<span class="mw-page-title-main">Mandritsara (district)</span> District in Sofia, Madagascar

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<span class="mw-page-title-main">Atsinanana</span> Region in Madagascar

Atsinanana is a coastal region in eastern Madagascar. It borders Analanjirofo region in the north, Alaotra-Mangoro in the west, Vakinankaratra and Amoron'i Mania in the southwest, and Vatovavy in the south. The region contains over 285km of coastline, which includes many beaches and cultural heritage sites.

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<span class="mw-page-title-main">Route nationale 5 (Madagascar)</span>

Route nationale 5 (RN5) is a primary highway in Madagascar of 402 km. The route runs from Toamasina to Maroantsetra, a city on the eastern coast of the Madagascar.

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References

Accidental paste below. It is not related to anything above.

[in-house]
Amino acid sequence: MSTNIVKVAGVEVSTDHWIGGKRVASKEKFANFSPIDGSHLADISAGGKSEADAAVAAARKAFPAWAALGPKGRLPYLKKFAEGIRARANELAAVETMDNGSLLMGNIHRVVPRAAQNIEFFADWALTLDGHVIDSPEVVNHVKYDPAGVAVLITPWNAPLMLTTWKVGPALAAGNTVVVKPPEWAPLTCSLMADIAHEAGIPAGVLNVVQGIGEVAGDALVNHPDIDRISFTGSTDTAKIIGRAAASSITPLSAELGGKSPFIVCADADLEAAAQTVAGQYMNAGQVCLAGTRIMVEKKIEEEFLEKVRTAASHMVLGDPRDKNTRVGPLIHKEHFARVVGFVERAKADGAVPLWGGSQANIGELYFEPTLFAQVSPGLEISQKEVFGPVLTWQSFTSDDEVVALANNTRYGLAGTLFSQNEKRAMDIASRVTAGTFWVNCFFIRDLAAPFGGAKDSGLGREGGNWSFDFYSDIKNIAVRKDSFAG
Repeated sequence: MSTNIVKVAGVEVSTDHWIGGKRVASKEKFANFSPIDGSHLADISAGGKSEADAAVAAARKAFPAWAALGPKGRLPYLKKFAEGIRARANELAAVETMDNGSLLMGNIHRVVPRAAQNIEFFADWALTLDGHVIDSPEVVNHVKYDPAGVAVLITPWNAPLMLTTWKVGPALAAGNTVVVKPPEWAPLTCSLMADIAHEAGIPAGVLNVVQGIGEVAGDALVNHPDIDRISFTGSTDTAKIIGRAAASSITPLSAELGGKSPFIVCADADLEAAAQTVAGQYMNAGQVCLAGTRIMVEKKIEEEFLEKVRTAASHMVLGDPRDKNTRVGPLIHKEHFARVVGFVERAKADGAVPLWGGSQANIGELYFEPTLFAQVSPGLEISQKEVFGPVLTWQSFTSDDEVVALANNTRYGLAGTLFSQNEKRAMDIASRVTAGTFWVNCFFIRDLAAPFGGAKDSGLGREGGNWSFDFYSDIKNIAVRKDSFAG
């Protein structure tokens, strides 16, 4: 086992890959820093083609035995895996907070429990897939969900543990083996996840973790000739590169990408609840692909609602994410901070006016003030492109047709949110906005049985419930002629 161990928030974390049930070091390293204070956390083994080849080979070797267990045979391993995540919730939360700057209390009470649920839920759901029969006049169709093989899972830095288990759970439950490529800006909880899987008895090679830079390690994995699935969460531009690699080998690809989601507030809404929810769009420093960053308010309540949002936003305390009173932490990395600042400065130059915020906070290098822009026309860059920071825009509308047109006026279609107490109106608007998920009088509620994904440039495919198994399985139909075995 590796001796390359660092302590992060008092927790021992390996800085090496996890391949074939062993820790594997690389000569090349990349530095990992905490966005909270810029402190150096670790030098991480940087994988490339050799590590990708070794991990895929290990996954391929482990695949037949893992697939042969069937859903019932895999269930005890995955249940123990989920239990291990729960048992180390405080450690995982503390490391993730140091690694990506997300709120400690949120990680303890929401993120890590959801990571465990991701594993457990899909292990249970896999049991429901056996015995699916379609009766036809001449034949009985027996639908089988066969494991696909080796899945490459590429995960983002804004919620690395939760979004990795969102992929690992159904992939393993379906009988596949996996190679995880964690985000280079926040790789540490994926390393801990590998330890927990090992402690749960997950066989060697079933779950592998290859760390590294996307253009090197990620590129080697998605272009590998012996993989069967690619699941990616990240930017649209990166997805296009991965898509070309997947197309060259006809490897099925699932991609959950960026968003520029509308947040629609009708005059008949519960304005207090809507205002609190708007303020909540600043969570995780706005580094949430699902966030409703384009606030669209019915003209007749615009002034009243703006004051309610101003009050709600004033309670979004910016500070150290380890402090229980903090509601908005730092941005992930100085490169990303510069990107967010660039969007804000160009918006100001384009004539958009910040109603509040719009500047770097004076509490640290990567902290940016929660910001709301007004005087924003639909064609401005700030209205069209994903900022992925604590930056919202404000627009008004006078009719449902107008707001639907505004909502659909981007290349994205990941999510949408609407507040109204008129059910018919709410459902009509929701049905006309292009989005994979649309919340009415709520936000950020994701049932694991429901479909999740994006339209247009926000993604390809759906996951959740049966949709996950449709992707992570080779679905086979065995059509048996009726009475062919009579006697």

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  2. Frawley, William (2003). International Encyclopedia of Linguistics. Oxford University Press. p. 205. ISBN   978-0-19-513977-8.
  3. International Monetary Fund (1997). Madagascar - Recent Economic Developments and Selected Issues. International Monetary Fund. p. 47. ISBN   978-1-4519-9201-4.
  4. Cadot, Olivier; Dutoit, Laure; Melo, Jaime De (2006). The Elimination of Madagascar's Vanilla Marketing Board, Ten Years on. World Bank Publications. p. 9. GGKEY:A6SDJTFR381.
  5. Nielssen, Hilde (2011). Ritual Imagination: A Study of Tromba Possession Among the Betsimisaraka in Eastern Madagascar. BRILL. p. 260. ISBN   90-04-21524-7.
  6. Campbell, Gwyn (2012). David Griffiths and the Missionary "History of Madagascar". BRILL. p. 486. ISBN   978-90-04-19518-9.
  7. Bruce, Nile (2008). Advances in the Taxonomy and Biogeography of Crustacea in the Southern Hemisphere. PenSoft Publishers LTD. p. 81. ISBN   978-954-642-505-8.
  8. Wickens, Gerald E.; Lowe, Pat (2008). The Baobabs: Pachycauls of Africa, Madagascar and Australia: The Pachycauls of Africa, Madagascar and Australia. Springer Science & Business Media. p. 271. ISBN   978-1-4020-6431-9.
  9. Gould, Lisa; Sauther, M.L. (2006). Lemurs: Ecology and Adaptation. Springer Science & Business Media. p. 181. ISBN   978-0-387-34586-4.
  10. "Initial result shows "Yes" to revision of constitution in Madagascar". People's Daily Online. 7 April 2007. Retrieved 20 September 2014.